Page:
Fair cop: Carroll walks away after five turbulent years as first female commissioner

Queensland’s top cop will stand down from her role after almost five years at the helm.

Feb 20, 2024, updated Feb 20, 2024
Queensland Police Minister Mark Ryan (right) and Commissioner Katarina Carroll. Ryan will support the renewal of her contract. (Photo: AAP Image/Dan Peled) .

Queensland Police Minister Mark Ryan (right) and Commissioner Katarina Carroll. Ryan will support the renewal of her contract. (Photo: AAP Image/Dan Peled) .

Police Commissioner Katarina Carroll says she will not seek an extension to her contract that was set to expire in July and will finish up on March 1.

Ms Carroll has been under mounting pressure amid a youth crime crisis and reports of unrest among southeast Queensland officers.

She was appointed top cop in 2019, and was in charge during the COVID-19 pandemic, the Wieambilla shootings that claimed two officers, a royal commission into the police’s domestic violence response and now an outcry over levels of youth crime.

Premier Steven Miles thanked Ms Carroll for her service.
“She has led both our fire service and our police service with distinction,” he said.

“She has delivered important reforms to both organisations.”

Although Carroll was yet to begin formal discussions with the state government , she issued a statement on Monday night that strongly suggested she would soon leave her post the only woman to have held the role.

“Ahead of those discussions, I’ve been considering my options with one of those being that I may not seek an extension to my contract as commissioner,” Ms Carroll said.

“Until those discussions happen, I remain firmly focused on tackling crime from every angle to keep our community safe.”

Carroll thanked her husband and children who had been “unbelievably supportive”.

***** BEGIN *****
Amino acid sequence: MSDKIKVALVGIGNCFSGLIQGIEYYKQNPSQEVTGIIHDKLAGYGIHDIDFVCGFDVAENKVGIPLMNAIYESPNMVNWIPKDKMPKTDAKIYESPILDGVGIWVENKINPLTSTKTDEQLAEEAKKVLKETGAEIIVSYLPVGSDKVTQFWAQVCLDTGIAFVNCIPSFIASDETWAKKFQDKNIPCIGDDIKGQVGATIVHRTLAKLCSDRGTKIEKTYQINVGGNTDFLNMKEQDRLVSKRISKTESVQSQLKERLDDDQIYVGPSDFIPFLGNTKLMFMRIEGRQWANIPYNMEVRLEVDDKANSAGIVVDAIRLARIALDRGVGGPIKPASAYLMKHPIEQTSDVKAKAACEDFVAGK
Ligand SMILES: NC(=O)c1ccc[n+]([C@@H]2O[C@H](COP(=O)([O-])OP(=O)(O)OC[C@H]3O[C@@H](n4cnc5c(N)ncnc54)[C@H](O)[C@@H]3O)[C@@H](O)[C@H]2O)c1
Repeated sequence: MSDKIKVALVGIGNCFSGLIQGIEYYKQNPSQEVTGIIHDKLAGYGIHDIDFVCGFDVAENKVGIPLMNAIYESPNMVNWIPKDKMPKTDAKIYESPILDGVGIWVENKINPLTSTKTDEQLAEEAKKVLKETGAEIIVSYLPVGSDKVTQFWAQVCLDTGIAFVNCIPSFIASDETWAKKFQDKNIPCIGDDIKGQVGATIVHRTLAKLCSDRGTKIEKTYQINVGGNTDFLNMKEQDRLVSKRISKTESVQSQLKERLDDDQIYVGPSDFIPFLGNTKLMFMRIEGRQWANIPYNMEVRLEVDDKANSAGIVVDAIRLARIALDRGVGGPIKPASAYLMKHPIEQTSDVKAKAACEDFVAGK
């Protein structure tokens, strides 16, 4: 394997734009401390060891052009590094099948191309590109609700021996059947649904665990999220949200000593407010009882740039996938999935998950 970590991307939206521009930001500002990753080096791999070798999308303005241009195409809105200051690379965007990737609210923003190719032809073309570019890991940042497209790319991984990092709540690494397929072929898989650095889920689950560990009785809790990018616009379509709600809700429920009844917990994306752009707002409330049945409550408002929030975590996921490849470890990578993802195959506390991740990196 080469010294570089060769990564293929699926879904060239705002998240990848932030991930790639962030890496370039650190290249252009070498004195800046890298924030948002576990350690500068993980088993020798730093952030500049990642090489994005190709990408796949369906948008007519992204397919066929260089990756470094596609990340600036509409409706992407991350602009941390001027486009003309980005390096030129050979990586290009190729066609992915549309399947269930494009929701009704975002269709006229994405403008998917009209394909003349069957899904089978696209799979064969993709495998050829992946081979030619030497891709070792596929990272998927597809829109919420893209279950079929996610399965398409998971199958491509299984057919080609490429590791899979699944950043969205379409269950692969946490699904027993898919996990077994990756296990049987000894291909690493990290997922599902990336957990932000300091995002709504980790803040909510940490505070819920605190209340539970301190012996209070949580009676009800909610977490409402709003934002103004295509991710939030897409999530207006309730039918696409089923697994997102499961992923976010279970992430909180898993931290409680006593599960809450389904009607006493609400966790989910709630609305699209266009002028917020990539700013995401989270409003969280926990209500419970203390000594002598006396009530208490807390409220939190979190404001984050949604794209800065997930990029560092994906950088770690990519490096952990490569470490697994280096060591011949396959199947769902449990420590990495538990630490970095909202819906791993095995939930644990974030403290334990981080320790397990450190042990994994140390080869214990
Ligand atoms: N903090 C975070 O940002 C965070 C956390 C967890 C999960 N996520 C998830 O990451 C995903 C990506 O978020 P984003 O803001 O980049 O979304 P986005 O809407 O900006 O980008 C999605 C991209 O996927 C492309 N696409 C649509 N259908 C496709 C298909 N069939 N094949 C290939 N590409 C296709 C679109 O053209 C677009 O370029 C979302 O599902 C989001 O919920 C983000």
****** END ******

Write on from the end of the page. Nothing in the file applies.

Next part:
Her career started in general duties in 1983 before working as a detective in the drug squad, crime operations and ethical standards.

Ms Carroll took on the role of Queensland Fire and Emergency Services Commissioner in December 2014 before being elevated to the top policing job five years later.

As leader, Ms Carroll said she has always been open and up front about the challenges and pressures faced by frontline officers “while they continue to rise above and deliver outstanding policing services throughout Queensland.”

“I will always provide frank and fearless advice to government and as commissioner I will continue advocating for additional resources, system improvements and the support police need to keep Queensland safe,” she said.

Ms Carroll said an additional 10,000 people were processed through Queensland watch houses in 2023 compared to 2022 and many of those are linked to proactive high visibility police operations targeting youth crime.

She said police were committed to reducing youth crime through strong enforcement and bail compliance activities, high visibility policing and intervention and prevention programs.

Police Minister Mark Ryan had said he would support Ms Carroll seeking an extension to her contract.

Carroll was Queensland’s 20th police commissioner.

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